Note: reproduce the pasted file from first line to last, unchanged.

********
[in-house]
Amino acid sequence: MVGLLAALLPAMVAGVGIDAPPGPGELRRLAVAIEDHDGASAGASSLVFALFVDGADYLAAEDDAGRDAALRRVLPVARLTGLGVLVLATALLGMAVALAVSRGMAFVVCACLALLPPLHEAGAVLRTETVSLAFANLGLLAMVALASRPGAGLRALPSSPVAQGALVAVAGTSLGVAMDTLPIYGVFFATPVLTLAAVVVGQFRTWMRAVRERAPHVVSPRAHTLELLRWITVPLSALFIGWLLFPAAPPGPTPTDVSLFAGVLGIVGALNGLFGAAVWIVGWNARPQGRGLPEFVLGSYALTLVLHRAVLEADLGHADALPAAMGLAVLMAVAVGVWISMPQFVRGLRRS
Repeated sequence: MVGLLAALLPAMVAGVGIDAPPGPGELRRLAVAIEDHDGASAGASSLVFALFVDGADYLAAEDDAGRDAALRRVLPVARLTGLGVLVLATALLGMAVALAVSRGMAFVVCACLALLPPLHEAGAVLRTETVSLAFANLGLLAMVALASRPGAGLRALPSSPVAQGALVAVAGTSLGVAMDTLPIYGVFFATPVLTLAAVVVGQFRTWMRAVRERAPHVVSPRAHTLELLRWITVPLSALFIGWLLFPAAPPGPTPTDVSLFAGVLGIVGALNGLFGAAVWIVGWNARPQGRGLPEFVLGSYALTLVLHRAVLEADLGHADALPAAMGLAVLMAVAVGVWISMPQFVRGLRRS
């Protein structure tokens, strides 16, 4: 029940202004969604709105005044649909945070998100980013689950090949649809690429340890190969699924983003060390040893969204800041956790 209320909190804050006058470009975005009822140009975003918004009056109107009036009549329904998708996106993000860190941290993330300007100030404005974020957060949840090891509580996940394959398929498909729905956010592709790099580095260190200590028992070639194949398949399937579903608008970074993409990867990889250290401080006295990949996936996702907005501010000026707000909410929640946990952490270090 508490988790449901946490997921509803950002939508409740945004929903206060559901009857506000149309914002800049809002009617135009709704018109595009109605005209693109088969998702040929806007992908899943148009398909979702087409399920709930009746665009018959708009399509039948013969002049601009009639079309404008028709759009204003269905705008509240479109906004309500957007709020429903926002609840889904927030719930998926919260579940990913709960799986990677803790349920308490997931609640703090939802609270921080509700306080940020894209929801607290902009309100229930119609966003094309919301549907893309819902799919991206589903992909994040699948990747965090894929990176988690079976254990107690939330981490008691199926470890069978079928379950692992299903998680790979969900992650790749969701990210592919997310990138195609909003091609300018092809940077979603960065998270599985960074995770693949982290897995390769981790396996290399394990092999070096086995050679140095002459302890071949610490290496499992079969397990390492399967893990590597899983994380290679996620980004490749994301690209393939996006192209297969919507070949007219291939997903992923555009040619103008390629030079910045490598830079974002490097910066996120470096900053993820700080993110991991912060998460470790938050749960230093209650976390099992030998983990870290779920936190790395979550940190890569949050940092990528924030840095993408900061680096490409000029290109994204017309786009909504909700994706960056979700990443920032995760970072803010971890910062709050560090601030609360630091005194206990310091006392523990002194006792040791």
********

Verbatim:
[in-house]
Amino acid sequence: MVGLLAALLPAMVAGVGIDAPPGPGELRRLAVAIEDHDGASAGASSLVFALFVDGADYLAAEDDAGRDAALRRVLPVARLTGLGVLVLATALLGMAVALAVSRGMAFVVCACLALLPPLHEAGAVLRTETVSLAFANLGLLAMVALASRPGAGLRALPSSPVAQGALVAVAGTSLGVAMDTLPIYGVFFATPVLTLAAVVVGQFRTWMRAVRERAPHVVSPRAHTLELLRWITVPLSALFIGWLLFPAAPPGPTPTDVSLFAGVLGIVGALNGLFGAAVWIVGWNARPQGRGLPEFVLGSYALTLVLHRAVLEADLGHADALPAAMGLAVLMAVAVGVWISMPQFVRGLRRS
Repeated sequence: MVGLLAALLPAMVAGVGIDAPPGPGELRRLAVAIEDHDGASAGASSLVFALFVDGADYLAAEDDAGRDAALRRVLPVARLTGLGVLVLATALLGMAVALAVSRGMAFVVCACLALLPPLHEAGAVLRTETVSLAFANLGLLAMVALASRPGAGLRALPSSPVAQGALVAVAGTSLGVAMDTLPIYGVFFATPVLTLAAVVVGQFRTWMRAVRERAPHVVSPRAHTLELLRWITVPLSALFIGWLLFPAAPPGPTPTDVSLFAGVLGIVGALNGLFGAAVWIVGWNARPQGRGLPEFVLGSYALTLVLHRAVLEADLGHADALPAAMGLAVLMAVAVGVWISMPQFVRGLRRS
């Protein structure tokens, strides 16, 4: 029940202004969604709105005044649909945070998100980013689950090949649809690429340890190969699924983003060390040893969204800041956790 209320909190804050006058470009975005009822140009975003918004009056109107009036009549329904998708996106993000860190941290993330300007100030404005974020957060949840090891509580996940394959398929498909729905956010592709790099580095260190200590028992070639194949398949399937579903608008970074993409990867990889250290401080006295990949996936996702907005501010000026707000909410929640946990952490270090 508490988790449901946490997921509803950002939508409740945004929903206060559901009857506000149309914002800049809002009617135009709704018109595009109605005209693109088969998702040929806007992908899943148009398909979702087409399920709930009746665009018959708009399509039948013969002049601009009639079309404008028709759009204003269905705008509240479109906004309500957007709020429903926002609840889904927030719930998926919260579940990913709960799986990677803790349920308490997931609640703090939802609270921080509700306080940020894209929801607290902009309100229930119609966003094309919301549907893309819902799919991206589903992909994040699948990747965090894929990176988690079976254990107690939330981490008691199926470890069978079928379950692992299903998680790979969900992650790749969701990210592919997310990138195609909003091609300018092809940077979603960065998270599985960074995770693949982290897995390769981790396996290399394990092999070096086995050679140095002459302890071949610490290496499992079969397990390492399967893990590597899983994380290679996620980004490749994301690209393939996006192209297969919507070949007219291939997903992923555009040619103008390629030079910045490598830079974002490097910066996120470096900053993820700080993110991991912060998460470790938050749960230093209650976390099992030998983990870290779920936190790395979550940190890569949050940092990528924030840095993408900061680096490409000029290109994204017309786009909504909700994706960056979700990443920032995760970072803010971890910062709050560090601030609360630091005194206990310091006392523990002194006792040791």